Review: 'The Third Murder' Develops Into Different Kind of Mystery | New Times Broward-Palm Beach

Film Reviews

The Third Murder, From Hirokazu Kore-eda, Is a Crime Drama Like No Other

Koji Yakusho plays Misumi, a factory worker who confesses to brutally killing his boss by the edge of a river and then burning the body, in Hirokazu Kore-eda's The Third Murder.
Koji Yakusho plays Misumi, a factory worker who confesses to brutally killing his boss by the edge of a river and then burning the body, in Hirokazu Kore-eda's The Third Murder. Courtesy of Film Movement
Does the world need any more reminders that Hirokazu Kore-eda is one of its greatest filmmakers? Maybe it does. In May, many (including, frankly, myself) were surprised when his Shoplifters won the Palme d’Or at Cannes; everyone, it seemed, expected the festival to reward something more topical or headline-friendly, or at least internationally viable. Instead, the Cannes jury went for the understated but absorbing work of a persistent master who has been steadily building up one of the most impressive filmographies of anyone currently alive. The prize also stood as testament to the fact that Kore-eda appears to have entered a golden period. His After the Storm was one of the very best films of 2017 (or 2016, if you’re going by premiere dates), coming on the heels of such other near-masterworks as Our Little Sister and Like Father, Like Son. And now, while Shoplifters awaits release, we are lucky enough to be presented with another remarkable title from the director.

The Third Murder premiered at the Venice Film Festival last year and somehow made barely a peep, which is a bit surprising given that it has more genre flair than the typical Kore-eda effort. It’s still his work through and through — patient, observant, humanist — but it bears the structure of a procedural. The film opens with a factory worker, Misumi (Koji Yakusho), brutally killing his boss by the edge of a river and then burning the body. The story follows the efforts of his lawyer Shigemori (Masaharu Fukuyama) to try and argue against the death penalty after Misumi confesses to the crime. The case turns, at first, on a tricky legal question: Did this man commit a robbery and then a murder, or did he murder his victim and then happen to take his wallet? It’s a subtle distinction, to say the least, but that realm of human behavior — the little actions and gestures we make, and what they mean, if anything — is where Kore-eda lives. To understand the nature of Misumi’s crime, Shigemori has to try and understand Misumi as a person.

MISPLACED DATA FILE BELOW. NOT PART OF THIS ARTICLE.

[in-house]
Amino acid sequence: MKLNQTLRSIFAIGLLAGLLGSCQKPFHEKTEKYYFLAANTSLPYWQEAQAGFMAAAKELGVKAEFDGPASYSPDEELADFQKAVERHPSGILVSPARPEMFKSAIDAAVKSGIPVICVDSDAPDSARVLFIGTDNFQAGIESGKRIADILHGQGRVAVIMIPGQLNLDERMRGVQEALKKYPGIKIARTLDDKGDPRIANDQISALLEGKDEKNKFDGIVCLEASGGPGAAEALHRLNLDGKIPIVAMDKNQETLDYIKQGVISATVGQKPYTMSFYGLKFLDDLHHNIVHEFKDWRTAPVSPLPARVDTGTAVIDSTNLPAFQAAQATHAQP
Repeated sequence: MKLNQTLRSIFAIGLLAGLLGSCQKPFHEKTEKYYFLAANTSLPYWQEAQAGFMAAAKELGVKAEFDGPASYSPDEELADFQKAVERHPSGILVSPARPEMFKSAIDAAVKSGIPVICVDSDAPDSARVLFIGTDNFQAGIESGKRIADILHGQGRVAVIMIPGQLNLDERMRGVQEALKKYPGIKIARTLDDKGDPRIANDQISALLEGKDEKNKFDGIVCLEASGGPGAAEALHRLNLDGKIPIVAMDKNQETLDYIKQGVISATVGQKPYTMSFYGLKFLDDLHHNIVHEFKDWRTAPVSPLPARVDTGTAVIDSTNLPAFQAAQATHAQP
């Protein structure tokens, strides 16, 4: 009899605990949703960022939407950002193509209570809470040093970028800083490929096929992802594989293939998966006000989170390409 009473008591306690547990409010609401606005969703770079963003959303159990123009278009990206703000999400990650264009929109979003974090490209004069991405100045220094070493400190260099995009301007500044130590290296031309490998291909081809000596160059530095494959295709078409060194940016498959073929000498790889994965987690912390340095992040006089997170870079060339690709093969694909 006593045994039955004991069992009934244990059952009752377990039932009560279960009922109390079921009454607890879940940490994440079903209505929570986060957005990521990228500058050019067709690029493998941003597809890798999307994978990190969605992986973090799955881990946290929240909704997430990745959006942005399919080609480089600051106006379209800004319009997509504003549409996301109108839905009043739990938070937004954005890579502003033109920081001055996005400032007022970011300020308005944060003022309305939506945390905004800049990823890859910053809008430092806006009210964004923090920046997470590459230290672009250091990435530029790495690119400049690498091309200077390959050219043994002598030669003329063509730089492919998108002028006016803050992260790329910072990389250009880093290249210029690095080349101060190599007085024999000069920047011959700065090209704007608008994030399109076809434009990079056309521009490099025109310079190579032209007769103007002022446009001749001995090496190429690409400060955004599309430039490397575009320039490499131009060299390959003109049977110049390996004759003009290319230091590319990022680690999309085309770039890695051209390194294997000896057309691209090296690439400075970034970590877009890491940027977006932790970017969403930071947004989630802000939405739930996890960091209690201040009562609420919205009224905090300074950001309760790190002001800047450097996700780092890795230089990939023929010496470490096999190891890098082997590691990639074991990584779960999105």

But that turns out to be harder than intended, and leads Shigemori further into the unanswerable corners of this man's life. Misumi is an odd bird. He had been convicted of a murder once before, many years ago — Shigemori’s own father served as the presiding judge, reportedly treating the defendant more fairly than expected — and even there Misumi's motives were unclear. “He didn’t hold grudges or hit anyone,” we’re told. “It was like he was an empty vessel.” And what about these weird emails from the more recent victim’s wife talking about paying Misumi a huge sum of money? And why was the dead man’s daughter visiting the murderer leading up to the crime? The case continually seems to gain clarity before dissolving again; but none of these what-ifs and whyfors come off as red herrings. For Kore-eda, an essential truth about life lies in the accumulation of unexplainable incidents and facts.

Those are great ingredients for a murder story, but Kore-eda is interested in a different kind of mystery. Misumi seems fascinated by the randomness of death; he recalls having pet canaries, some of which he killed, and wonders about the arbitrary nature of their survival. It's almost as if the man has a God complex, but he also seems entirely too earnest and wide-eyed — and perhaps too dim — to fall for that. Is there a kind of cosmic, karmic connection here? We get hints that his latest victim might not have been the best of men. Did Misumi know that? Is there something mystical working through his actions? An empty vessel, after all, is a vessel that can be filled — but with what, and by whom?

This isn’t the first time that Kore-eda has hinted at the mystical. (Let’s not forget, this is a man who made an entire movie about the afterlife.) But in The Third Murder, he does it in a glancing way — leaving the questions open-ended, hanging in the air — that what emerges is an inquiry not into the divine, but instead into the mystery of human existence.
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Bilge Ebiri is the principal film critic at the Village Voice. Ebiri's work also appears in the publications of the Voice’s film partner, Voice Media Group: LA Weekly, Denver Westword, Phoenix New Times, Miami New Times, Broward-Palm Beach New Times, Houston Press and Dallas Observer.

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